Perhaps that is the shock. Perhaps it is the peculiarly airy composition of the stone. He does not know.

He arches his back in a great shudder and goes still.

It is the Latter Days of the Law.
The Buddha’s answer is fading.
It cannot stop the suffering of the world.

It is three hours after midnight on June 3, 2004.

A confusion of stickbugs swarms down.

They stand at the edge of the path.

They are tall. They are thin. They are horrible, marvelous, and strange.

They look down over the edge at where the girl has fallen.

They are not even paying attention to Dr. Sarous. They would let him pass in peace; save for momentum, which is not so kind.

“Hey,” says Dr. Sarous.

He is slipping.

There is a confusion of stickbugs and he is slipping.

“Hey,” he says.

Then he is grasping the general of the stickbugs in what would be the most marvelous act of courage if it were intentional; he is grasping the general, and he is swinging him out over the edge, and they fall.

The knife of the legend of Mr. Kong
Reflects his answer:
“We must try to be good.”

June, Thursday 3, 2004 – Cronos: The earth took Cronos away from his brothers and his sisters to a secret place.

There the rock swelled with the fire of the sky and birthed grey flint in the shape of a sickle, and the sickle’s head spanned the space between two mountains, and it whispered, “I will cut. Take me to your hand and I will cut. Take me to your hand, o my love.”

And Cronos stared up at it and said, “So vast.”

“Then be vaster,” said the earth.

So Cronos made himself into a giant and he stood at the boundary of the whole world and the sea and he looked down and he saw that it was good. The surf crashed against his feet and the sky brushed against his shoulders and the great mountain-spanning sickle fit neatly in his hand.

And the sky felt a tickle of foreboding.

“What do you there?” asked the voice. “For I had not thought you capable of planning evil, o my son.”

But Cronos lifted his right foot from the land and stood between the ocean and the sky, his weight outside the boundaries of the world, and he said, “I am not doing anything.”

There are no deeds beyond the boundaries of the world; so this was so.

And Cronos made himself a space between the worlds and crafted himself a guard of horn to be the sickle’s hilt and waited there for the sky to descend upon the earth.

That night the sky sank low upon the world and murmured words of love and fires sparked everywhere across the grass.

And the sickle whispered to Cronos the secret of its magic and Cronos understood.

He stepped into the world and sound.

That even the least of these may know joy: for even the woglies and the siggorts in their Hell, and for all the rest of a bad lot besides: for even the great evils, and the little horrors, and the twisted failed dreamers like Riffle, like Dr. Sarous, like Minister Jof: he stepped into the world.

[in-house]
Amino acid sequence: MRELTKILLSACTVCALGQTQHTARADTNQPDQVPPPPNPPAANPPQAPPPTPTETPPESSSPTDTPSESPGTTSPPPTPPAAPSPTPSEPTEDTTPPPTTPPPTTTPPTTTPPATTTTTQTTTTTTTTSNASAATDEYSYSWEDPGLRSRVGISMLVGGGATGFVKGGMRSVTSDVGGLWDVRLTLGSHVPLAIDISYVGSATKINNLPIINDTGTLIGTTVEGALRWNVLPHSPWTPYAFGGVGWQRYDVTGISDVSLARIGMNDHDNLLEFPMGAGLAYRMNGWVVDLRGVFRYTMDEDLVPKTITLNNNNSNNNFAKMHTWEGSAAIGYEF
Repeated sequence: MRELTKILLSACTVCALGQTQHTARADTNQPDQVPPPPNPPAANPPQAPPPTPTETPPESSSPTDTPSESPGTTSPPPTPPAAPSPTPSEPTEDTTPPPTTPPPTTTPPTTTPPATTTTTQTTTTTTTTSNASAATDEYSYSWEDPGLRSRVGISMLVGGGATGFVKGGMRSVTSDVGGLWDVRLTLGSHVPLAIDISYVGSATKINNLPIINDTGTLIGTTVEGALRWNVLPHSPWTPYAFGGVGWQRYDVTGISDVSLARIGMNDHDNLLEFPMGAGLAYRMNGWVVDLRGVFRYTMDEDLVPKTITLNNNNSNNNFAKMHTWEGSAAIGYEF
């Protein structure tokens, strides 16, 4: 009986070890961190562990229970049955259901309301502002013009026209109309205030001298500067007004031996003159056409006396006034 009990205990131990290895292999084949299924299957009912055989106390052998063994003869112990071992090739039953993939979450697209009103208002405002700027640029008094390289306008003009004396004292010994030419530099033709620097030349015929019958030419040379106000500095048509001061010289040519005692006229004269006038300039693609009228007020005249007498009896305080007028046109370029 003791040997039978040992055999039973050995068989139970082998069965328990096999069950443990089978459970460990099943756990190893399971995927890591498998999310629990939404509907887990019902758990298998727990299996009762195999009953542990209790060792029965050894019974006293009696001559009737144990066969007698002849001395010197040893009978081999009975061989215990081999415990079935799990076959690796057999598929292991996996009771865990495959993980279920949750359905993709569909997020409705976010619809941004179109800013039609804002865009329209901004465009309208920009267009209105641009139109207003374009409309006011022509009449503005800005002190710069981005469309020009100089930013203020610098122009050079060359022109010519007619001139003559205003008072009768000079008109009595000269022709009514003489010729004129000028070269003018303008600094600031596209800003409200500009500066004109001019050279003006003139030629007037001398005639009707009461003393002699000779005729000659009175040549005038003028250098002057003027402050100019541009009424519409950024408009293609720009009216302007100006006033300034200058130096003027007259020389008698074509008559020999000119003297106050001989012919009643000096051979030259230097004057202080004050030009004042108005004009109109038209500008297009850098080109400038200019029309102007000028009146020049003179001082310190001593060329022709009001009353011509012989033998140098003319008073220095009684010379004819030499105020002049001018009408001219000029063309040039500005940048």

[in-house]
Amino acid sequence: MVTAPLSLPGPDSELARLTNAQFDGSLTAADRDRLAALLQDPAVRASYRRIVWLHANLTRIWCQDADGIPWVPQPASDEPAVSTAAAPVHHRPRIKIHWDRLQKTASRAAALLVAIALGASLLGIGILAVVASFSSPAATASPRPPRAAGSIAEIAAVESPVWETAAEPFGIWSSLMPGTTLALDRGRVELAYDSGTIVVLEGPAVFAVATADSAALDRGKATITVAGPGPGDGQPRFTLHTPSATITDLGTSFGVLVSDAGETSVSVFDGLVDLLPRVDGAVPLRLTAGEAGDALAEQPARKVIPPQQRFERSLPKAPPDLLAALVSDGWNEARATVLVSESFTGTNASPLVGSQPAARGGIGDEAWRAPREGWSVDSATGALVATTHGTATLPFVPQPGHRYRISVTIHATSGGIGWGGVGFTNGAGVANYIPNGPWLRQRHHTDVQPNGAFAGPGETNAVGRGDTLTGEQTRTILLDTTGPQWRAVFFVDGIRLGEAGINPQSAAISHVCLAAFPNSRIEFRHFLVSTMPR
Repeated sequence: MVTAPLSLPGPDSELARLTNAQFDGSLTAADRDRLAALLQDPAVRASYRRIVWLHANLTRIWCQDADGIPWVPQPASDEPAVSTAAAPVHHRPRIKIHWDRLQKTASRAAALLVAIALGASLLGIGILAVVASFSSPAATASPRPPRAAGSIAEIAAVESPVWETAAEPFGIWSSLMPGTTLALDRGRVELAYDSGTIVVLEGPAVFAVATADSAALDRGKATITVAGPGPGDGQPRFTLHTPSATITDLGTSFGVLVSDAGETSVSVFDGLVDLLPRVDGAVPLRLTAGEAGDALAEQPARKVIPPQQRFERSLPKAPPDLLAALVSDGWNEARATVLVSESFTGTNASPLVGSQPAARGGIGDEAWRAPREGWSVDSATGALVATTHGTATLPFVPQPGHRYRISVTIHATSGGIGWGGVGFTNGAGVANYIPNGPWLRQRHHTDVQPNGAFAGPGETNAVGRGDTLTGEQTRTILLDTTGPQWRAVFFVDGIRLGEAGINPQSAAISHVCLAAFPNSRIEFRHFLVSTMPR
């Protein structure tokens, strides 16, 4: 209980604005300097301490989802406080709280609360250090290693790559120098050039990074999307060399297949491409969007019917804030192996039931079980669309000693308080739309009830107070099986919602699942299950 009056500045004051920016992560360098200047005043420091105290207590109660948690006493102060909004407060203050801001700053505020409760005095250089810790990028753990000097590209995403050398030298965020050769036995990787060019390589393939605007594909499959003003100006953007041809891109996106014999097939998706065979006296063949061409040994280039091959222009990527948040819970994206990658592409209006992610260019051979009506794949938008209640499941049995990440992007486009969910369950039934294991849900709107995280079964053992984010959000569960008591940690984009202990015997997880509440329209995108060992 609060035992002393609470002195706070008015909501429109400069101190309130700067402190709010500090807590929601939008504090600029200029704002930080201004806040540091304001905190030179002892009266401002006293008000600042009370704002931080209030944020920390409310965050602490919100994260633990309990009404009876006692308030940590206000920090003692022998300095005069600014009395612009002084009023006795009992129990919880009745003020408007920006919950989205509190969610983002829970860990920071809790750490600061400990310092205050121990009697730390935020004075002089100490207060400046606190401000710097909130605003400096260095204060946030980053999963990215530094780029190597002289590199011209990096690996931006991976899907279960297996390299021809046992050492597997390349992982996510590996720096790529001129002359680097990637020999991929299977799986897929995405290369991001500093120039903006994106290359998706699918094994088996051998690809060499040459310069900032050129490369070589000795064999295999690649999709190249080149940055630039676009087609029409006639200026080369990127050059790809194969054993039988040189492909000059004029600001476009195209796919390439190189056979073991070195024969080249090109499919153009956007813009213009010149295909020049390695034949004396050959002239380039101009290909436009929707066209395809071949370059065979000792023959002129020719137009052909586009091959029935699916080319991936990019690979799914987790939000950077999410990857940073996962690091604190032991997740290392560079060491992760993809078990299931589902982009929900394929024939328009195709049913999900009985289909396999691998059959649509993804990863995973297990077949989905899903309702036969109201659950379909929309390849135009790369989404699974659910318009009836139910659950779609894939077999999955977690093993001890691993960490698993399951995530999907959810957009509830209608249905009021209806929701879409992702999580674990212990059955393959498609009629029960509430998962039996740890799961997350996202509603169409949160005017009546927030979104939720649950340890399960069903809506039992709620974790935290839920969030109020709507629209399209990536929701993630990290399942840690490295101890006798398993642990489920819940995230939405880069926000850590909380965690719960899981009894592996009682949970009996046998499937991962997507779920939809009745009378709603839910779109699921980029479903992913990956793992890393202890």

In Uri’s Kingdom, nothing happened that was not appropriate. This was the law.

Cronos said, “To serve a corrupt regime is not correct.

And he

And people always fight the things they love.

The Island of the Centipede

And he ripped the sky with the sickle; and the genitals of his father fell into the sea; and from this act, and in due season, rose the anakim, the erinyes, the incandoi, and the melomids.

11 thoughts on “That Even the Least of These May Know Joy (XV/XVI)

  1. The ending of this one links interestingly to the beginning of The Melomid (I/II).

    Googling on “melomid” returns two kinds of pages: ones that attempt to refer to Russian artist Alex Melamid, but contain a typo; and ones on Hitherby Dragons. I guess that Rebecca has made this word up.

    Googling on “incandoi” returns only “The Melomid (I/II)”. The word seems similar to Latin “incandesco”, which means “become glowingly hot”, albeit with a Greek declension ending.

    Erinyes are beings from Greek mythology who punish lawbreakers, especially kinslayers.

    Googling on “anakim” reveals that this is another word for “nephilim”. (See Wikipedia.) On finding this out, I cried out, “Ding ding ding!”. Because of course we’ve seen nephilim before — a remnant of a remnant of them became the progenitors of the People of Salt and of the monsters.

  2. So! From these textual clues, we can guess that Round Man and Uri really ARE the same guy. I mean, I had suspected, but there you go.

    And the mysterious melomid-spawning ‘colossus’ is revealed to be… ew. I had racked my mind trying to guess why the Melomids’ origin story seemed so strange in a Hitherbyish context, but that might just have be me. It’s a personal mystery solved, at least. ;)

    And just to see if I’ve got it straight, the ages of Hitherby history are:

    Age of Uri: ‘Everything happens in the most appropriate way’